I oversee cases of noncitizens going through removal proceedings, both detained in ICE custody and those required to report to ICE, and coordinate removals of individuals to their country of citizenship. I collaborate on activities within my field office with the highest level of federal, state, and local government officials, with intelligence organizations and international law enforcement entities such as Interpol, and I exercise final authority in the grant or denial of prosecutorial discretion related to deportation or removal.
Cooperation from our state and local partners is the ideal scenario to help accomplish our mission. We work as best we can whatever the circumstances and keep the focus on professionalism and results.
I also represent ICE in the media, at local events, and at seminars with stakeholders such as non-governmental and private-sector organizations, and international organizations to achieve common goals. For example, we may meet with representatives from a foreign country’s consulate regarding a removal of a high-profile detainee or with organizations opposed to ICE ERO activities, all in the interest of achieving better relations and an understanding of ICE’s mission. The point is to build coalitions where open dialogue and a professional working relationship is maintained.
A good part of my day is spent on administrative matters such as leading the workforce, managing the budget and resources to support the mission, facilities, etc., and ensure my staff work efficiently toward our mission, develop policies to ensure accountability, make personnel- and discipline-related decisions, and enhance employee engagement given our challenging mission.
My staff is a key element here and to that end I strive to provide an inclusive workplace that fosters the development of others, facilitates cooperation and teamwork, and supports constructive resolution of conflicts. I work with both union and non-union employees and make all efforts to achieve parity in my approach to accomplish what matters most: results. The human element is crucial, but I also apply technical knowledge, analyze problems, and calculate risks when making decisions on behalf of the agency. I’ve worked side-by-side with many of my support staff and officers for many years. We are like family, in many cases spending more time on the work front than the home front. Our law enforcement employees are familiar with the struggle to achieve work/life balance, but they are also resilient and support each other in tough times, whether it be the pandemic or anti-ICE rhetoric.
As I wind down my career, I continue to work diligently to develop the next generation of leaders. Although some leadership qualities are instinctual, many are developed over time. I have found that one of the most important leadership qualities is communication. Clear and effective communication ensures proper execution of the mission, good employee performance, and timely conflict resolution. Communication can often make or break a situation — either operational or personnel-related.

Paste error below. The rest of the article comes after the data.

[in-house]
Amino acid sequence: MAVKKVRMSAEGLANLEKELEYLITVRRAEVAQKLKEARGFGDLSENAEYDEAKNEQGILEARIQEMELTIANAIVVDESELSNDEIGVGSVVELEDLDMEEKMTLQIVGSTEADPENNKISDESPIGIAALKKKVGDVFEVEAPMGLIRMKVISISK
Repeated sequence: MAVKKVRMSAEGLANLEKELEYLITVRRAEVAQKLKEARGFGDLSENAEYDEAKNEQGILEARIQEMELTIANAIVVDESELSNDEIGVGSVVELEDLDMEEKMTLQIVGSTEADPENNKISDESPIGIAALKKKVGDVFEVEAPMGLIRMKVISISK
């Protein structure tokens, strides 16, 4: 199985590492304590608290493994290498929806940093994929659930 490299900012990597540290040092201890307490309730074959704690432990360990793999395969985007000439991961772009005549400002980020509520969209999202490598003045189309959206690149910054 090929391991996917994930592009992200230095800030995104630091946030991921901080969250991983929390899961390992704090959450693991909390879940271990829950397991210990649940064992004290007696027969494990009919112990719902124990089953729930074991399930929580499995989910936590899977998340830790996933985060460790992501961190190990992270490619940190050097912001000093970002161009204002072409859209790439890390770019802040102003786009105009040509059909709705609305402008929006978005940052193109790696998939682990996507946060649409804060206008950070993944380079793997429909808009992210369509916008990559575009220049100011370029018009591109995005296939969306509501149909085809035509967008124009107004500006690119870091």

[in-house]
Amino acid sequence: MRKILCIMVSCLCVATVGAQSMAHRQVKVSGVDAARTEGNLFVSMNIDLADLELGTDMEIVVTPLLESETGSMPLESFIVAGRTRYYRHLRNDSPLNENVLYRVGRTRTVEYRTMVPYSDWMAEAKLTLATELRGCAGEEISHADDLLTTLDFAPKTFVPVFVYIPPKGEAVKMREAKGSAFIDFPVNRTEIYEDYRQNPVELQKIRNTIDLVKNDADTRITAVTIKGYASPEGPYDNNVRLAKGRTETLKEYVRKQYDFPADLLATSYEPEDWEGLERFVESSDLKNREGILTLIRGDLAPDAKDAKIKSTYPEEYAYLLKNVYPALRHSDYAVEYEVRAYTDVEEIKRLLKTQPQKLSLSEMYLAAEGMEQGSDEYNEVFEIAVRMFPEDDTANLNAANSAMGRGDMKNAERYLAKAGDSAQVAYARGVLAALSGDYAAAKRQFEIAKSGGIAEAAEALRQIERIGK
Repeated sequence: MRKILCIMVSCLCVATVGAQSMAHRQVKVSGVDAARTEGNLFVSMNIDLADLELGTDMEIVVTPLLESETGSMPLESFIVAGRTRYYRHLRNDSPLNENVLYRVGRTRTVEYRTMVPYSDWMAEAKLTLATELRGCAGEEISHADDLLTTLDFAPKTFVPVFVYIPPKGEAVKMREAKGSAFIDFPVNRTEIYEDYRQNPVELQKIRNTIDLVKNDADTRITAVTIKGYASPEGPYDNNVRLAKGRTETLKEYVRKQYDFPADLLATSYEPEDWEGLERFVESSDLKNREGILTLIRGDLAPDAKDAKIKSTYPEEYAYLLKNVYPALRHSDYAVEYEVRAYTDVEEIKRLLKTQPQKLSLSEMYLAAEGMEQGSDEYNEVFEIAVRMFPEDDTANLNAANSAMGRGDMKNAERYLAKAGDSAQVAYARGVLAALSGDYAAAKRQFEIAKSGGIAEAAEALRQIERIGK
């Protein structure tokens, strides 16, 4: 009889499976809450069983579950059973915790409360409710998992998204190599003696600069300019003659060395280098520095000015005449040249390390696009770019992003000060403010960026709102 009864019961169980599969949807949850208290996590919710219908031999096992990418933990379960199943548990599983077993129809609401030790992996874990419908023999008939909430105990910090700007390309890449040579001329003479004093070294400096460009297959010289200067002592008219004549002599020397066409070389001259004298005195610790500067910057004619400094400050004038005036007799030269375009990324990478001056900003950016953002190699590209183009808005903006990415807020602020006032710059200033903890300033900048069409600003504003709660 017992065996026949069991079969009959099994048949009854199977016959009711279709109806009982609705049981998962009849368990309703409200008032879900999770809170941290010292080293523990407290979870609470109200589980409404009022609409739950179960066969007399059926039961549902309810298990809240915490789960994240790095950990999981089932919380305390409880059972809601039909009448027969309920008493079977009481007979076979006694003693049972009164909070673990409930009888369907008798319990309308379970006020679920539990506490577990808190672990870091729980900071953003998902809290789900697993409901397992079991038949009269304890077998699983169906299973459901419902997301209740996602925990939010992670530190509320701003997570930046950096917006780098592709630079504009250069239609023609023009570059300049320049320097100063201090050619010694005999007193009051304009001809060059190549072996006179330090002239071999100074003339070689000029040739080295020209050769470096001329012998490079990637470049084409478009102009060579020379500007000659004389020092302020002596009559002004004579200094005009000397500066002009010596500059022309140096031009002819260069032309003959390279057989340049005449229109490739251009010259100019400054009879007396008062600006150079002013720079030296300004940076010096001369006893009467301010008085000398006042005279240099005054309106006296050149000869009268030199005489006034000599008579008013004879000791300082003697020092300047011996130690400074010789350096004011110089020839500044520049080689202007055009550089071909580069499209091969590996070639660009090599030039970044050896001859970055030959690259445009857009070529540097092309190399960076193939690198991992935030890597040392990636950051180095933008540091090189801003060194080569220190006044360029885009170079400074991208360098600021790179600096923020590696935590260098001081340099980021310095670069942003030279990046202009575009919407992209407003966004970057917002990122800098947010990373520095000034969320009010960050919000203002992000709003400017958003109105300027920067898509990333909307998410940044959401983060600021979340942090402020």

I offer my key ingredients for success to my employees, so they can develop to become successful leaders: Professionalism, Accountability, Safety. I also advise them to adopt the best “officer qualities” of others, but to also make proactive efforts to learn on their own. I encourage them to develop their skills, use common sense in complex situations, become well rounded in the duties of the position, learn to adapt to change, execute the assigned mission in line with regulations and policies, to not become complacent, to build their reputation with their peers and supervisors, and to stay out of the politics. I meet with every new employee, so I can get to know them and offer advice. I also meet with every new supervisor I promote and counsel them to own their responsibilities, implement accountability measures, face conflict head-on, treat everyone respectfully, and recognize the high performers.
I’ve had a great career and am blessed to have an understanding wife and children who supported me throughout, despite mission-related challenges that impacted them. I’m confident in saying that I made significant positive contributions to this great nation and to public safety in my numerous roles with INS and ICE. Although I miss the engineering world at times, I cannot say I regret the career transition to law enforcement.
I ask you to honor the efforts of our law enforcement officers and support employees who remain resilient in protecting the homeland with Honor and Integrity.
The views expressed here are the writer’s and are not necessarily endorsed by Homeland Security Today, which welcomes a broad range of viewpoints in support of securing our homeland. To submit a piece for consideration, email Editor@Hstoday.us.